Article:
A U.S. district judge in Montana has ruled that the government can continue using chemical fire retardant dropped from aircraft to fight wildfires, despite finding that the practice violates federal law by polluting streams in western states.
The ruling came after environmentalists sued, alleging that the Forest Service was disregarding the Clean Water Act by using the retardant without taking adequate precautions to protect streams and rivers.
The judge agreed with Forest Service officials who argued that halting the use of the red slurry material could have resulted in greater environmental damage from wildfires.
The coalition that includes Paradise, California, where a blaze killed 85 people and destroyed the town in 2018, had said that a court ruling that stopped the use of retardant would have put lives, homes, and forests at risk.
Wildfires across North America have grown bigger and more destructive over the past two decades as climate change warms the planet.
Government officials say chemical fire retardants can be crucial to slowing the advance of dangerous blazes.
What is fire retardant?
Retardant is a specialized mixture of water and chemicals, including inorganic fertilizers or salts.
It’s designed to alter the way fire burns, making blazes less intense and slowing their advance.
it can give firefighters time to steer flames away from inhabited areas and in extreme situations to evacuate people from danger.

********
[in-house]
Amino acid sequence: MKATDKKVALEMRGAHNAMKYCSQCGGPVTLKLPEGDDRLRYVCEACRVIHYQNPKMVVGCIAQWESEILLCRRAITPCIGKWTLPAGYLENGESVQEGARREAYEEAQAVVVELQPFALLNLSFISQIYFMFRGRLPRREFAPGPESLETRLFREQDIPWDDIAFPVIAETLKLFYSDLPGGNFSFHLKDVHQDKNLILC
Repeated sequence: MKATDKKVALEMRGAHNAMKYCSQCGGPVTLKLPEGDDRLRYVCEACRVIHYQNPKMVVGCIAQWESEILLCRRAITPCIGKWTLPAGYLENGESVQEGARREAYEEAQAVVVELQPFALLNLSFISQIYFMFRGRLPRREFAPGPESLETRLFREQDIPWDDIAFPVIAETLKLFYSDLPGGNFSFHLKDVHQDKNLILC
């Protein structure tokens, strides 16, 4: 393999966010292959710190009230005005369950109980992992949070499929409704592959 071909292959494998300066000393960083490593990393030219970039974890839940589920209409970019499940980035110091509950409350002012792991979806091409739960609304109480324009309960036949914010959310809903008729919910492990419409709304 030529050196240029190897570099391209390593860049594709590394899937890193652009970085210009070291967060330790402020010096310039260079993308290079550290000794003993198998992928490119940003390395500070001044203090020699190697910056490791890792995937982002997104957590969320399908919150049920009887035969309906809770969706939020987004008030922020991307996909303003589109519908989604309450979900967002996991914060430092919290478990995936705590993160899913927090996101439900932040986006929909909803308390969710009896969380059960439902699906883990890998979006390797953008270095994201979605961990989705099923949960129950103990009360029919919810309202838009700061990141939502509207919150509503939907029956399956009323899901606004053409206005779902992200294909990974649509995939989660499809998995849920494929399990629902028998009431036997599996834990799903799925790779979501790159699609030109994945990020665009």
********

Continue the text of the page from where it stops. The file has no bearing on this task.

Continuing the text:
The use of fire retardant has been a commonly used tool by firefighters for decades, and it has been credited with saving countless lives and homes during wildfires. However, the chemicals used in retardant can be harmful to some aquatic species, including fish, frogs, and crustaceans.
The use of fire retardants is a critical tool for firefighters in their fight against wildfires that have ravaged the western United States in recent years.
Almost 150 million gallons (567 million liters) of fire retardant were dropped on National Forest lands between 2013 and 2022, according to the Department of Agriculture.
Climate change, people moving into fire-prone areas, and overgrown forests are creating more catastrophic mega fires that are harder to fight.
The ruling by the district judge in Montana highlights the balancing act that government officials must perform when it comes to wildfire management.
On one hand, they must protect the lives and property of people living in fire-prone areas; on the other hand, they must protect the environment and the wildlife that call it home.
The decision to allow the continued use of fire retardants is controversial, but it reflects the reality that firefighters often have to make difficult decisions in the face of wildfires that threaten lives and property.